by Sarah Fister Gale, contributing editor, Solid State Technology
FEI Co. is debuting a new line of SEM tools designed to give researchers a sharper picture of sub-nanometer surface detail than with a scanning electron microscope (SEM), and extend this capability to future technology nodes.
The Magellan family of extreme high-resolution (XHR) SEMs aims to extend sub-nm resolution to applications that were previously impossible or impractical with conventional SEM, STEM, or focused ion beam (FIB) systems. The company claims it can provide views of critical details of complex 3D structures at many different angles with <1nm resolution. It also requires very low beam energies (<1kV to 30kV) so as to avoid distortions otherwise caused by higher-energy beam penetration into the material below.
Part of FEI’s message with the Magellan XHR SEMs is to help researchers balance the need for greater resolution images of smaller features with the time and financial cost of investing in STEM, explained Todd Templeton, product marketing manager for FEI. “Researchers are looking for ways to extend the lifetime of SEM into the next one to two node generations to put off capital investments,” he said. “XHR SEMs extend sub-nanometer resolution to applications that were impossible or impractical with SEMs, TEMs or FIBs.” He listed potential applications including generating high-resolution, surface-sensitive images of carbon nanotubes, nanowires, and catalysts.
The Magellan XHR SEMs come in two flavors: the 400 for scientific research, and the 400L for semiconductor labs. The semiconductor lab model includes a load-lock feature to speed up sample throughput, and a retractable solid state backscatter electron detector and S2 compliance kit. An integrated plasma cleaner and liquid nitrogen cold trap ensure sample cleanliness.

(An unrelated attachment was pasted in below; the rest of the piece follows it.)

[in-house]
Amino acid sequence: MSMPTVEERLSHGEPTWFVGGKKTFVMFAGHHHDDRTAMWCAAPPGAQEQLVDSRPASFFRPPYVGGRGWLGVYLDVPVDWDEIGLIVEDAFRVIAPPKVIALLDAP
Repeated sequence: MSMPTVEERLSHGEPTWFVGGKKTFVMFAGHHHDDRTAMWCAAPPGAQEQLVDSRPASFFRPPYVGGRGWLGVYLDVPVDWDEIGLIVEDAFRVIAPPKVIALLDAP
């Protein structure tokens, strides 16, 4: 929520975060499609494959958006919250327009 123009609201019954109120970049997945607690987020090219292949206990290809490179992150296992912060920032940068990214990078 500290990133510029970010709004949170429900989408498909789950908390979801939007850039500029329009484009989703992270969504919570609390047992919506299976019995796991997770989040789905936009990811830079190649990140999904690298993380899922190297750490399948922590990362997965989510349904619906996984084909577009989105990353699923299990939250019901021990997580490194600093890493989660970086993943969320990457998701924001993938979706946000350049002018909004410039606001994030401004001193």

Nanotubes imaged at 200V at 10k×, 20k×, 40k×, and 600k× magnification. (Images courtesy of McGill U. and FEI)
Faster throughput for TEM
Meanwhile, FEI also is introducing a new suite of tightly integrated connectivity solutions for its focused ion beam and electron microscope tools, to smooth a SEM-to-STEM transition and improve the speed and reliability of high-resolution imaging and analysis.
The bundling of existing technologies automates and accelerates preparation of ultrathin samples required for TEM and STEM, resulting in reduction times from days to hours, and pushing closer to the throughput of SEMs — which translates directly to cost-of-ownership, according to Rob Krueger, technology manager of FEI’s electronics division. “It will have a dramatic impact on iterative, analysis intensive activities, such as the development of new processes and products and recovery from yield excursions,” he said. “Speeding up the process makes labs more efficient.” — S.F.G.